Graham, Texas

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Graham, Texas
Graham downtown square as seen from Twin Mountains
Graham downtown square as seen from Twin Mountains
Location of Graham, Texas
Location of Graham, Texas
Young County Graham.svg
Coordinates: 33°6′3″N 98°34′45″W / 33.10083°N 98.57917°W / 33.10083; -98.57917Coordinates: 33°6′3″N 98°34′45″W / 33.10083°N 98.57917°W / 33.10083; -98.57917
Country United States
State Texas
County Young
 • Total 5.5 sq mi (14.2 km2)
 • Land 5.5 sq mi (14.2 km2)
 • Water 0.0 sq mi (0.0 km2)
Elevation 1,047 ft (319 m)
Population (2010 United States Census)
 • Total 8,864
 • Density 1,584.9/sq mi (611.9/km2)
Time zone Central (CST) (UTC-6)
 • Summer (DST) CDT (UTC-5)
ZIP code 76450
Area code(s) 940
FIPS code 48-30392[1]
GNIS feature ID 1336783[2]

Graham is a city in north central Texas. It is the county seat of Young County, and as of the 2010 Census had a population of 8,903.[3]


The site was first settled in 1871 by brothers Gustavus A. and Edwin S. Graham, primary shareholders in the Texas Emigration and Land Company of Louisville, Kentucky. The brothers moved to Texas after the Civil War, and after buying 125,000 acres (510 km2) in then-vast Young County, helped to revitalize the area, the population of which had become badly depleted during the war. During that same year as when Graham was settled, the Warren Wagon Train Raid occurred about 12 miles north of the city. In 1872 the Graham brothers purchased a local saltworks and established the town of Graham and set up the Graham Land Office. The saltworks was not a profitable venture as the salt was too expensive to ship and was closed in a few years.[4]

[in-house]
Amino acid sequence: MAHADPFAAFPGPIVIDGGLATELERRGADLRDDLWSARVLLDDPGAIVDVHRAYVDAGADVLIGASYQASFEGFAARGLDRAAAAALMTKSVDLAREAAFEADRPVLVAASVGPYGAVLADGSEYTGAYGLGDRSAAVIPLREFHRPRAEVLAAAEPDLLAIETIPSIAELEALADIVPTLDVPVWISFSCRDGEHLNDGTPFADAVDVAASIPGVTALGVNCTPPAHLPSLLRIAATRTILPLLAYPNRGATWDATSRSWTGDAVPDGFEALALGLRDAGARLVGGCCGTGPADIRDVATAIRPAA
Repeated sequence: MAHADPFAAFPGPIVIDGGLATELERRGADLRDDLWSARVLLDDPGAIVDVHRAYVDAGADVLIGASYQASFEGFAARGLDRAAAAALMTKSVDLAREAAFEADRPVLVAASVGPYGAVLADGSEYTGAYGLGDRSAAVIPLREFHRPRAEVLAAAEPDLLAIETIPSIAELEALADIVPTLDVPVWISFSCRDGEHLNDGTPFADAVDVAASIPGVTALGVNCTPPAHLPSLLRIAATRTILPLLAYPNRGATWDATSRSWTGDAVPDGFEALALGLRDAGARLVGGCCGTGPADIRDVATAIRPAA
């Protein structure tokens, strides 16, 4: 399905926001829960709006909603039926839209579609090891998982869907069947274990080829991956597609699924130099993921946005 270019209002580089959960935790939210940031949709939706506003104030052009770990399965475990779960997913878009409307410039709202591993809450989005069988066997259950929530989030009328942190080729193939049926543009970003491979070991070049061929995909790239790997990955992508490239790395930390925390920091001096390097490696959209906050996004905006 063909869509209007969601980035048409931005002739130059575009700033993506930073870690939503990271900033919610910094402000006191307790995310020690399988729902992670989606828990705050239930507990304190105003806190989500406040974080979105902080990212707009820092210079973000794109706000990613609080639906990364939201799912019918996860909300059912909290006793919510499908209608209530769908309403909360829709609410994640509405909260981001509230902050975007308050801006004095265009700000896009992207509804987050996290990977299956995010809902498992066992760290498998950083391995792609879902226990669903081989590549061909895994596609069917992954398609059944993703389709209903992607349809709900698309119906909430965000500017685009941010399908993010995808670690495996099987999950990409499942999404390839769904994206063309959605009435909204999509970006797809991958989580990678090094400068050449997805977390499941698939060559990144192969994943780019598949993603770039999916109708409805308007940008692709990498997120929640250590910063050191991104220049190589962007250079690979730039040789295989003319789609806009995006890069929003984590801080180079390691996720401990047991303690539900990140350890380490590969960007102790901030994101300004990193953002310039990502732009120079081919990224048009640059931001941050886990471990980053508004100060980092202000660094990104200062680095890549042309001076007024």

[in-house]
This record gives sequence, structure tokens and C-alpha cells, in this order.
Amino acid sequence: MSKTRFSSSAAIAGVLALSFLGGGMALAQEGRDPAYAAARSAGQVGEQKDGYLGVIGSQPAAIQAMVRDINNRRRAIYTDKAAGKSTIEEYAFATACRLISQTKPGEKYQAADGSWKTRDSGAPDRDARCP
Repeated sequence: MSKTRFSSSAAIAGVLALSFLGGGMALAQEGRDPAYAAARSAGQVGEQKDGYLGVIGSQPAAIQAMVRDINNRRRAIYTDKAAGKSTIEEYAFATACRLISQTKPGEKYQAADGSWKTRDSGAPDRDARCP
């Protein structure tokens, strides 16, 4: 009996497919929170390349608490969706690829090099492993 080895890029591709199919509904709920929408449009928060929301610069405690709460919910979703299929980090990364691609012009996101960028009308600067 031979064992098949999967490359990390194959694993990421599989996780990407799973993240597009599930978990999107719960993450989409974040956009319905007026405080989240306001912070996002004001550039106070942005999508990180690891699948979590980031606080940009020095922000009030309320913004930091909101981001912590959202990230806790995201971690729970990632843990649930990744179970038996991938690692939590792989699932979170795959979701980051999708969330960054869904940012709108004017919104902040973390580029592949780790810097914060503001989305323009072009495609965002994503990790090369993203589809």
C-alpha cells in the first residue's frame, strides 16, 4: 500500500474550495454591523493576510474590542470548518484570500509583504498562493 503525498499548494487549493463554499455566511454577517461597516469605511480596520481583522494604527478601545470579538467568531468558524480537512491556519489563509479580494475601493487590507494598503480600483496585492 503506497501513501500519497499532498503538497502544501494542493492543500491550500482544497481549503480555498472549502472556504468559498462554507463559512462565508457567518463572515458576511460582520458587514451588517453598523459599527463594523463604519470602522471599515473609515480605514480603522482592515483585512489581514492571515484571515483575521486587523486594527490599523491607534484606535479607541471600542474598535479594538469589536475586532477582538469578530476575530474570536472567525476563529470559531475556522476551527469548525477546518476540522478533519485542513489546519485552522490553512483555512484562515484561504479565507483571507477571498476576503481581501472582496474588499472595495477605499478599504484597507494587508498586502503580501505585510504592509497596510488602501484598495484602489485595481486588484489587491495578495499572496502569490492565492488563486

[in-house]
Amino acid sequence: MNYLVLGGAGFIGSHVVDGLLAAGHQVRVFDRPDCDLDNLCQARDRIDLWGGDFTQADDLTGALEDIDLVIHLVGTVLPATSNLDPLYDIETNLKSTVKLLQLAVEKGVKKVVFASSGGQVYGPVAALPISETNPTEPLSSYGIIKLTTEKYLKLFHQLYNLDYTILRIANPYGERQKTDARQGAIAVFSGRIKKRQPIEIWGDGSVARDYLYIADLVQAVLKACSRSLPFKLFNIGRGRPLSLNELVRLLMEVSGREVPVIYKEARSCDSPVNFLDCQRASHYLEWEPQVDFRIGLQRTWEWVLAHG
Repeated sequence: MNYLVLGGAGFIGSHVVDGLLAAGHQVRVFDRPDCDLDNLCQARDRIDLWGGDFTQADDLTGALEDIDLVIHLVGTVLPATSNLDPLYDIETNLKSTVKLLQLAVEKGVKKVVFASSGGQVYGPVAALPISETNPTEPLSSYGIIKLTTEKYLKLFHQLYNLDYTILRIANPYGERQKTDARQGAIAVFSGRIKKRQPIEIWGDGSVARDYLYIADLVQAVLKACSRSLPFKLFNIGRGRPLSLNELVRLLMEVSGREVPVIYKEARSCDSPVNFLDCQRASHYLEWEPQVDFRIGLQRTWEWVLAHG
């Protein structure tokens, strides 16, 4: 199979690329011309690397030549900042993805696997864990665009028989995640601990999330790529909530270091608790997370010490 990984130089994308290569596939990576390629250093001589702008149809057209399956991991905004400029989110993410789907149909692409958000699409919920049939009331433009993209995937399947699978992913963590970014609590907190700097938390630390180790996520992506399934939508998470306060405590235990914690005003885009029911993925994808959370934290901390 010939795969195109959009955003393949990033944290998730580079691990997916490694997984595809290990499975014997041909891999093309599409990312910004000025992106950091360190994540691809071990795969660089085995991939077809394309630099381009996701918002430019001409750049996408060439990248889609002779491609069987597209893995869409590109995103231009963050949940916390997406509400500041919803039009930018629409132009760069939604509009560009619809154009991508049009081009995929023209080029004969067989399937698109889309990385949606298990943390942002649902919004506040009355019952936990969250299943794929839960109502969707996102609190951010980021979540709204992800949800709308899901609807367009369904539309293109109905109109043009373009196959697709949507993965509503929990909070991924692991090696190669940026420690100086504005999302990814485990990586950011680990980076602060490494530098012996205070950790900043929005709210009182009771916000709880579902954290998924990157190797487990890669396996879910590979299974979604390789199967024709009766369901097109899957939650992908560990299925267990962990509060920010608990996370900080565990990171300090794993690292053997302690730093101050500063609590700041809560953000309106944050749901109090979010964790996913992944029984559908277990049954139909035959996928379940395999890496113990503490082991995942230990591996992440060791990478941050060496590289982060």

New families started to arrive, and the brothers began promoting the sale of homesites and doing civic improvements.[4] A post office opened in 1873, and after Young County reorganized the following year, Graham became the county seat. The town's newspaper, known as the Leader and still in existence today, was first printed in 1876, the same year that the first temporary courthouse was built. Other businesses from these early years included a gristmill, sawmill, cotton gin, a brick kiln, two hotels, and several stores.[5]

On February 15, 1877 the city was the site of the organizational meeting of the group that became the Texas and Southwestern Cattle Raisers Association, created to police ranching and put a stop to cattle rustling.[6] Founding officers included pioneer ranchers James C. Loving (son of Oliver Loving), Col. C. L. (Kit) Carter, and C.C. Slaughter. A three-story limestone courthouse was built in 1884, and it was replaced by a new courthouse in the early 1930s. The 1884 structure's east door still stands on the courthouse square. From 1879-1896, Graham was the seat of a Federal District Court overseen by Judge A.P. McCormick; his jurisdiction extended over all of Texas north and west to New Mexico.[5][6]

Edwin Graham had married Addie Mary Kintner in 1865. They had five children. Throughout the 1870s they divided their time between Texas and their families back north, but in 1879, with the town flourishing, they moved their wives and children to Graham permanently. Edwin and Addie lived there until 1891, then moved to Spokane, Washington, where Edwin died on May 7, 1899. His body was brought back to Graham for burial. Addie moved back to Graham and became a leading civic booster and philanthropist. In 1921, with her son Malcolm, she set up the Graham Foundation as a continuing fund for the city's growth and improvement. Addie died in 1929[7] and was responsible for the establishment of the Eden Home for the aged.[4]

By 1900, Graham had incorporated as a town, and railroad service began in 1903, through the Wichita Falls and Southern Railroad, which in 1921 became the Wichita Falls and Southern Railroad, one of the Frank Kell and Joseph A. Kemp properties. It was later a stop on the since defunct Chicago, Rock Island and Texas, which reached Graham from Fort Worth.[8]